The Puppet Co’s rendition of this familiar tale brings new life and zest to the familiar passages by bringing a modern edge and sensibility to the story.
Jack’s character grows definitively in this fun retelling of the old tale, starting off as a bit of a slaggard who yearns for riches without hard work or even doing chores unless badgered. He starts to get glimmers of responsibility when searching for his beloved cow, Penelope, who has grown too old to give milk and is destined to “meat” her fate at the butchers.
Along the way, Jack has a fun encounter with a strange man who barters for the cow and Jack ends up with a satchel of beans, which seems like a swindle until the huge stalk appears overnight. Jack’s quest makes him stronger and bolder to the point of making three trips up the bean stalk.
Watching the company’s growing technical prowess in using images and video to help tell the story has been a joy. The projections anchor the setting, depict rolling meadows, Jack’s infamous climb up the stalk, help with transitions, and show what’s going on, in this case, even showing the puppets in dark shadow formation behind the screen.
With Christopher Piper on the script, you know there’ll be ample gag humor, and the cow swishing her ample bottom when exiting the scene fits the bill. There are even hints of slapstick when the classically dressed Mom slips into the well behind the scene and re-enters with the pail on her head, something reminiscent of Lucy Ricardo.
Jack’s quest brings him to a large castle, again, nicely projected, and once inside, he meets a shy beautfful damsel in distress, a poor mute servant girl toiling away for the mean giant. Piper’s script includes some unfortunate and insensitive gags about her inability to speak, but the puppeteer moves her so gently that her lovely spirit really comes through.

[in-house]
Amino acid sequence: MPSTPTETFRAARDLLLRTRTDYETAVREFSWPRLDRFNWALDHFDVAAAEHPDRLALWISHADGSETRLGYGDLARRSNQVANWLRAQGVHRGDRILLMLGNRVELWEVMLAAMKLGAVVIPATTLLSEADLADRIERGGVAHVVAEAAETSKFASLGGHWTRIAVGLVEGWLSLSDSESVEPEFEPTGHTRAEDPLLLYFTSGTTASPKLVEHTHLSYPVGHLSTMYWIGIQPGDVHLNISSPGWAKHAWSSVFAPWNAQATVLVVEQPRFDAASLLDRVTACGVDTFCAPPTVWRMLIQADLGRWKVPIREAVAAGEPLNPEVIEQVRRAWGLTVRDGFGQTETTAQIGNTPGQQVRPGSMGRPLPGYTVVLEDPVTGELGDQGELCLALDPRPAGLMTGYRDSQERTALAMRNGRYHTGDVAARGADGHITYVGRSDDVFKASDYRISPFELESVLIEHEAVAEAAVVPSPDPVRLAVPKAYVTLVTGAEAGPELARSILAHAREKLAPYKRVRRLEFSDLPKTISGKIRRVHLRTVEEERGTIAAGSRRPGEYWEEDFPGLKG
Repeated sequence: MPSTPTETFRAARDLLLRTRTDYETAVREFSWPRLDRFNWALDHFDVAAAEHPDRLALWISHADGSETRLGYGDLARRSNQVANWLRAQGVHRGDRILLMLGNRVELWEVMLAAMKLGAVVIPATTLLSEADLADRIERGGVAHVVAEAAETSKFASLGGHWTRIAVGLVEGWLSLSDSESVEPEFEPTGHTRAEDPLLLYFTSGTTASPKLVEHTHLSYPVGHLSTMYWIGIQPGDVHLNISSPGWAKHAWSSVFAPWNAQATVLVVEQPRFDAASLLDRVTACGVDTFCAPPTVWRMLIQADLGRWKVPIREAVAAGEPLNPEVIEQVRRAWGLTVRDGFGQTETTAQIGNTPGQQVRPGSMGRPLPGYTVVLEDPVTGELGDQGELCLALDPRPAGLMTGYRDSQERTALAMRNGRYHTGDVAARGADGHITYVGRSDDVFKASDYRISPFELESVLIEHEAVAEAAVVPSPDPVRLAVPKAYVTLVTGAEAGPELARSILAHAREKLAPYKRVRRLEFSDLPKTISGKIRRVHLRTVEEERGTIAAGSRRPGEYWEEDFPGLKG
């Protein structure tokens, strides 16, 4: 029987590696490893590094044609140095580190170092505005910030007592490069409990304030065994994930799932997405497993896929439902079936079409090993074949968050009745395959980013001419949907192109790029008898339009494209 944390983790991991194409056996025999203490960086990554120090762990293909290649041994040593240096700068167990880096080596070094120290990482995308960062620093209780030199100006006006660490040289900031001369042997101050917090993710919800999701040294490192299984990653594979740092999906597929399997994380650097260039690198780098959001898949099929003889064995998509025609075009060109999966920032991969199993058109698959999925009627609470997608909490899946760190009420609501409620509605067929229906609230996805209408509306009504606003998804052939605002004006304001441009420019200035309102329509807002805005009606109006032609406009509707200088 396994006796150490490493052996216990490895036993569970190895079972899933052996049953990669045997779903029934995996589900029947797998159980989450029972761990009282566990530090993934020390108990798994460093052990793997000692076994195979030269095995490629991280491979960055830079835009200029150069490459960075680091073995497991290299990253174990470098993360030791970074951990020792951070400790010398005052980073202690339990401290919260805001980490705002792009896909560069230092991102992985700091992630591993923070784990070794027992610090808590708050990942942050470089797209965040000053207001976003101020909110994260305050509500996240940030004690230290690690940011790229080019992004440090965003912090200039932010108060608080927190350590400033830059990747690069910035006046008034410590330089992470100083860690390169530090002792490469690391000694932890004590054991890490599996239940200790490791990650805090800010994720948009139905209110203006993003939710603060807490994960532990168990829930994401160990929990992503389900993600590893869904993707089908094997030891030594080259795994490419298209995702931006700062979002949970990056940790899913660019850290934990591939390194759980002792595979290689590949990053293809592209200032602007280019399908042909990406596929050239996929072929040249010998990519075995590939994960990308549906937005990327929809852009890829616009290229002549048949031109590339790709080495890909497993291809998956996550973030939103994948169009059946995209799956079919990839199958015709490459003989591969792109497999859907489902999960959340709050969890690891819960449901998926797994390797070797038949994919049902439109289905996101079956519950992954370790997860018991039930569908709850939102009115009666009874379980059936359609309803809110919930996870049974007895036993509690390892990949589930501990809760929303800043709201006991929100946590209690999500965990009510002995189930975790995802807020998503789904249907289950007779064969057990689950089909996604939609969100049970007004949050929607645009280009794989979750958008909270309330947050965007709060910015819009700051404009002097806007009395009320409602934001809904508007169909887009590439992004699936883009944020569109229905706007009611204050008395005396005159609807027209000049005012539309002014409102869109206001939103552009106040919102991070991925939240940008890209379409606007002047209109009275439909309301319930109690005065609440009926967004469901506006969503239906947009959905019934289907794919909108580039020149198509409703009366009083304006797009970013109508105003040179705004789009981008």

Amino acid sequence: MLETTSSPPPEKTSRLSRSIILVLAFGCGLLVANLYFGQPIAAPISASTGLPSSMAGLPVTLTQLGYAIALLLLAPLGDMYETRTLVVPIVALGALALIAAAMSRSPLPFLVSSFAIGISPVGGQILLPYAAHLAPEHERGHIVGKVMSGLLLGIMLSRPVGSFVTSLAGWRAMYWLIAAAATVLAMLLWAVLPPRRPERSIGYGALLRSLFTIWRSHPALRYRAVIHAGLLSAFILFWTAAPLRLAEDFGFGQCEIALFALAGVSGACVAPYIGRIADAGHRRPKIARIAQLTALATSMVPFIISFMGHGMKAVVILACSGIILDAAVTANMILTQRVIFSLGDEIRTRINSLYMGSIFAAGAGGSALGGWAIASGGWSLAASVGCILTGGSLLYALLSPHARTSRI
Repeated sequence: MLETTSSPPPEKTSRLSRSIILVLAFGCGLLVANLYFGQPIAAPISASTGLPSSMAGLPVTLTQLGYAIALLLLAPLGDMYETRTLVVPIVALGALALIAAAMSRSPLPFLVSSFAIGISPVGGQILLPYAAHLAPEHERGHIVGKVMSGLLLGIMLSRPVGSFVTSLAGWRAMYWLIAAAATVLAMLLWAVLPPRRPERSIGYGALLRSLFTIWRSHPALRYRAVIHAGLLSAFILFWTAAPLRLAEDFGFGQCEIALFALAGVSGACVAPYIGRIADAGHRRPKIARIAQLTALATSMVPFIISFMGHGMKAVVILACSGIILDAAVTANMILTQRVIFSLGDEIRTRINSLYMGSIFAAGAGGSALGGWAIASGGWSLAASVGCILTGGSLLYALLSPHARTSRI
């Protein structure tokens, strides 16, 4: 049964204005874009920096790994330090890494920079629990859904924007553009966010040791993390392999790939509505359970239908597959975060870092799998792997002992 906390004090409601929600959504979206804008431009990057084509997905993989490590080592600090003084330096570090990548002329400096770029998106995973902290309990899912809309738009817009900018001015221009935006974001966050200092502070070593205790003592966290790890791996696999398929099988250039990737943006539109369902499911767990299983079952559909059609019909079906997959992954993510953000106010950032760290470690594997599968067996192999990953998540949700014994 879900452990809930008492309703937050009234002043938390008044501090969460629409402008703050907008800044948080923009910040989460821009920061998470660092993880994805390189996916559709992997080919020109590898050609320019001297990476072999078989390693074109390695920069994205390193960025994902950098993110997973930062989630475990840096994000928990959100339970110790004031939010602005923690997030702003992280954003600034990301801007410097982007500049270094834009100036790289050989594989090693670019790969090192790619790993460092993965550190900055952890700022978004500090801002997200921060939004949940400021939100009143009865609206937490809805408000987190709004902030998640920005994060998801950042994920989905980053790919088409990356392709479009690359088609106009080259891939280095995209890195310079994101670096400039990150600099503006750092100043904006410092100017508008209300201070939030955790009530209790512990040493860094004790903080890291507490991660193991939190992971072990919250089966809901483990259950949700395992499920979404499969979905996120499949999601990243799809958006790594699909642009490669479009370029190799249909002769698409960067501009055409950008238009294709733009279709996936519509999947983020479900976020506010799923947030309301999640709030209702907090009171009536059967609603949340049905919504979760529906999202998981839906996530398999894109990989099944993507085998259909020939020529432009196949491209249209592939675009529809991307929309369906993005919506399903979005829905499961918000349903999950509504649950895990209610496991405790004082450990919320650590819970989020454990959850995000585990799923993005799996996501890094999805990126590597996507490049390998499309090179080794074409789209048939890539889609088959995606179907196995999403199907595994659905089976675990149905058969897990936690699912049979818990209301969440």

JACK AND THE BEANSTALK
Closes April 21, 2013
The Puppet Co.
7300 MacArthur Blvd.
Glen Echo Park, Glen Echo, MD
50 minutes without intermission
Thursdays thru Sundays
Details and Tickets
Jack becomes more well meaning as the story progresses, and cares for the damsel each time he returns, especially in one touching scene when he sees how she has suffered for helping him “liberate” items for his own well being. The lessons and messages about being kind and considerate to others recur in gentle refrains effectively throughout the script.
In addition to designing the set, and the puppets, and directing, Allan Stevens’ costumes (constructed and realized by MayField Piper) bring an elegant flair to the scenes with flowing garments for the ladies and fitted jacket for Jack, even down to the detail of his felt-cornered hat that his Mum urges him to put on to keep warm while climbing the beanstalk.
The handiwork of the entire production team is evident in this well-crafted retelling of a timeless story, which still leaves a giant impression about the importance of accepting responsibility and caring for others.
Recommended thru Grade 6.
Jack and Beanstalk . Adapted by Christopher Piper . Directed by Allan Stevens . Puppets, set, costumes by Allan Stevens . Produced by the Puppet Co . Reviewed by Debbie Minter Jackson .